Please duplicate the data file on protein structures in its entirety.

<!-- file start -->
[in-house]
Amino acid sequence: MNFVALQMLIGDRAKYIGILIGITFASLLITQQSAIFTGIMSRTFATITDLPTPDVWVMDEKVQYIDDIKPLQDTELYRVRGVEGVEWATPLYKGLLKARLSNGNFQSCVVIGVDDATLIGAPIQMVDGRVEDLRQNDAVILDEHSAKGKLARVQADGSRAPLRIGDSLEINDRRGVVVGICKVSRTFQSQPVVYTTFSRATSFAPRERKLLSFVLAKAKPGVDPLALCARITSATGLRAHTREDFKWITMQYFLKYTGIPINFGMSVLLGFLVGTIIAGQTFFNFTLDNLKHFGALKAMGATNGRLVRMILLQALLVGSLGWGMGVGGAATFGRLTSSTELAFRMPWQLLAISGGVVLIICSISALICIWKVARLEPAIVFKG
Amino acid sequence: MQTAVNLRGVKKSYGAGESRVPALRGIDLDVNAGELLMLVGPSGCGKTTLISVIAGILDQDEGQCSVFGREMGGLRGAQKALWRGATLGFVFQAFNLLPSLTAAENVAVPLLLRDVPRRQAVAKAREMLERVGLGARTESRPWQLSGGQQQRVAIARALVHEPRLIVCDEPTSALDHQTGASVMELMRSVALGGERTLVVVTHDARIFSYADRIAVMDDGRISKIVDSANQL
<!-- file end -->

[in-house]
Amino acid sequence: MNFVALQMLIGDRAKYIGILIGITFASLLITQQSAIFTGIMSRTFATITDLPTPDVWVMDEKVQYIDDIKPLQDTELYRVRGVEGVEWATPLYKGLLKARLSNGNFQSCVVIGVDDATLIGAPIQMVDGRVEDLRQNDAVILDEHSAKGKLARVQADGSRAPLRIGDSLEINDRRGVVVGICKVSRTFQSQPVVYTTFSRATSFAPRERKLLSFVLAKAKPGVDPLALCARITSATGLRAHTREDFKWITMQYFLKYTGIPINFGMSVLLGFLVGTIIAGQTFFNFTLDNLKHFGALKAMGATNGRLVRMILLQALLVGSLGWGMGVGGAATFGRLTSSTELAFRMPWQLLAISGGVVLIICSISALICIWKVARLEPAIVFKG
Amino acid sequence: MQTAVNLRGVKKSYGAGESRVPALRGIDLDVNAGELLMLVGPSGCGKTTLISVIAGILDQDEGQCSVFGREMGGLRGAQKALWRGATLGFVFQAFNLLPSLTAAENVAVPLLLRDVPRRQAVAKAREMLERVGLGARTESRPWQLSGGQQQRVAIARALVHEPRLIVCDEPTSALDHQTGASVMELMRSVALGGERTLVVVTHDARIFSYADRIAVMDDGRISKIVDSANQL